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Leukemia. 2008 Mar;22(3):585-92. Epub 2007 Dec 13.

Targeting lipid metabolism by the lipoprotein lipase inhibitor orlistat results in apoptosis of B-cell chronic lymphocytic leukemia cells.

Author information

1
Laboratory of Cellular Immunotherapy, Clinic I of Internal Medicine, University of Cologne, Cologne, Germany.

Abstract

Constitutively activated pathways contribute to apoptosis resistance in chronic lymphocytic leukemia (CLL). Little is known about the metabolism of lipids and function of lipases in CLL cells. Performing gene expression profiling including B-cell receptor (BCR) stimulation of CLL cells in comparison to healthy donor CD5+ B cells, we found significant overexpression of lipases and phospholipases in CLL cells. In addition, we observed that the recently defined prognostic factor lipoprotein lipase (LPL) is induced by stimulation of BCR in CLL cells but not in CD5+ normal B cells. CLL cellular lysates exhibited significantly higher lipase activity compared to healthy donor controls. Incubation of primary CLL cells (n=26) with the lipase inhibitor orlistat resulted in induction of apoptosis, with a half-maximal dose (IC(50)) of 2.35 microM. In healthy B cells a significantly higher mean IC(50) of 148.5 microM of orlistat was observed, while no apoptosis was induced in healthy peripheral blood mononuclear cells (PBMCs; P<0.001). Orlistat-mediated cytotoxicity was decreased by BCR stimulation. Finally, the cytotoxic effects of orlistat on primary CLL cells were enhanced by the simultaneous incubation with fludarabine (P=0.003). In summary, alterations of lipid metabolism are involved in CLL pathogenesis and might represent a novel therapeutic target in CLL.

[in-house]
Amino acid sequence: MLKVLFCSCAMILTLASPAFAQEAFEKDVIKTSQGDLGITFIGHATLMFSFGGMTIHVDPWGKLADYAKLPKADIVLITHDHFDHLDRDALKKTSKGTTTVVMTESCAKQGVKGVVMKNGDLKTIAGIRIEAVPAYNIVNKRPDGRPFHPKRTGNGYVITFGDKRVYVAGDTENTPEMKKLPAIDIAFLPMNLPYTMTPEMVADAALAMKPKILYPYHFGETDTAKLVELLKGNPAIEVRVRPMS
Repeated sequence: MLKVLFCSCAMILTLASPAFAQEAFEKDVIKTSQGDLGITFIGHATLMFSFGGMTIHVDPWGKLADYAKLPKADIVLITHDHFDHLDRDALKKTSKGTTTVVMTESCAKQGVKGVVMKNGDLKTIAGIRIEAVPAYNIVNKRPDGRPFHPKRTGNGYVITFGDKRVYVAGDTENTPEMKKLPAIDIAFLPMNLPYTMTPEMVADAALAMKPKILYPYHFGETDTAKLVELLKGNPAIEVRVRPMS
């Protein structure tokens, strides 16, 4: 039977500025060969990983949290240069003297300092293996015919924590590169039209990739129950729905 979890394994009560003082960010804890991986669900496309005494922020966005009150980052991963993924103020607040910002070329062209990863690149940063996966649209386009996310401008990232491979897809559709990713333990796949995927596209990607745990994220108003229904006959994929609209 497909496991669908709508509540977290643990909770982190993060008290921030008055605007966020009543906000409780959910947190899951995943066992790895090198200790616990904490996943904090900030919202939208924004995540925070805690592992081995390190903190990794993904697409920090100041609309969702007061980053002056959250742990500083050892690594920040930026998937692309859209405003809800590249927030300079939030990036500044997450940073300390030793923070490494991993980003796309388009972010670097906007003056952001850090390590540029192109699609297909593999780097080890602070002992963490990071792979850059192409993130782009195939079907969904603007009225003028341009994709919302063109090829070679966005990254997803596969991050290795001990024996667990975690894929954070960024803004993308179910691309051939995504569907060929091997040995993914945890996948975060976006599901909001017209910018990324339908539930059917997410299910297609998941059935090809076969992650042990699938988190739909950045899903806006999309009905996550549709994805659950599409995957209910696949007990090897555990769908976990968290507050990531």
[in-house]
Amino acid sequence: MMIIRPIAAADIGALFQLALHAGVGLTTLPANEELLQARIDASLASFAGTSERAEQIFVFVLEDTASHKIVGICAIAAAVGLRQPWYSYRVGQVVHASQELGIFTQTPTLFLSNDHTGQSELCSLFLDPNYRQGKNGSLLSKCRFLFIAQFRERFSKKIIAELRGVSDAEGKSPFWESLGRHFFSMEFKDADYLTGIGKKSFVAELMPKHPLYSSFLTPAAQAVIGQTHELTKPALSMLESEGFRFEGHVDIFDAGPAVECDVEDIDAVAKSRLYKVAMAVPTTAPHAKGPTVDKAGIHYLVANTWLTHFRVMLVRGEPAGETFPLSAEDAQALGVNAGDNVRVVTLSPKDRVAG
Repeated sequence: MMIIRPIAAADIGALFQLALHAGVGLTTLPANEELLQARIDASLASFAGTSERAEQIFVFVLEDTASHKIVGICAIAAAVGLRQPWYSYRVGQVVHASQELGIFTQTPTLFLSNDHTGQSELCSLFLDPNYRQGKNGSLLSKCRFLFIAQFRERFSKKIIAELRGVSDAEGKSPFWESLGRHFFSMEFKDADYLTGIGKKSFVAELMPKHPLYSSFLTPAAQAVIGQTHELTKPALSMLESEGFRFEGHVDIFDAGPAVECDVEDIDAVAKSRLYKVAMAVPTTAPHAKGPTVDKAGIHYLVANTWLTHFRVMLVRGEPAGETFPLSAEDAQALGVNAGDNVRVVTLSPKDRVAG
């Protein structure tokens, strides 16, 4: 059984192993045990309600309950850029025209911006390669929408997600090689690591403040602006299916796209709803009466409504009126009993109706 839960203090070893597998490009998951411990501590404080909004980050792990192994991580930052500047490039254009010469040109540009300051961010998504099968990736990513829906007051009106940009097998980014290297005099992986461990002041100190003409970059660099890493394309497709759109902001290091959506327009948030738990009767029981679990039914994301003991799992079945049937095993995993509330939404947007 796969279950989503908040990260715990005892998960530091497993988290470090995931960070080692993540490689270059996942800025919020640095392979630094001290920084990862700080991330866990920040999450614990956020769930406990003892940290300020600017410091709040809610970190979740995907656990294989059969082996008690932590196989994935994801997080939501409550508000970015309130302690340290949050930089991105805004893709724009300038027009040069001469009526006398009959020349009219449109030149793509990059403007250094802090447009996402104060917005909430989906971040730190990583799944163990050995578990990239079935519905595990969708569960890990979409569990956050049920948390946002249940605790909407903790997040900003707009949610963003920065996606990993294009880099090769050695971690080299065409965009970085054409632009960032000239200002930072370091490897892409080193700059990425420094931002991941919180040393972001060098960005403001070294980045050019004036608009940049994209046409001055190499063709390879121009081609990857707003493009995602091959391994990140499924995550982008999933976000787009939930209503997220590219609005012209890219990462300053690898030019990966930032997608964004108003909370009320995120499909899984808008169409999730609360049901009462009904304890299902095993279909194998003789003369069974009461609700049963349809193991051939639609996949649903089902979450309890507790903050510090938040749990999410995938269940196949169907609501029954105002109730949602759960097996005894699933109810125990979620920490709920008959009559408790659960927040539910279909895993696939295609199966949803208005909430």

PMID:
18079738
DOI:
10.1038/sj.leu.2405058
[Indexed for MEDLINE]

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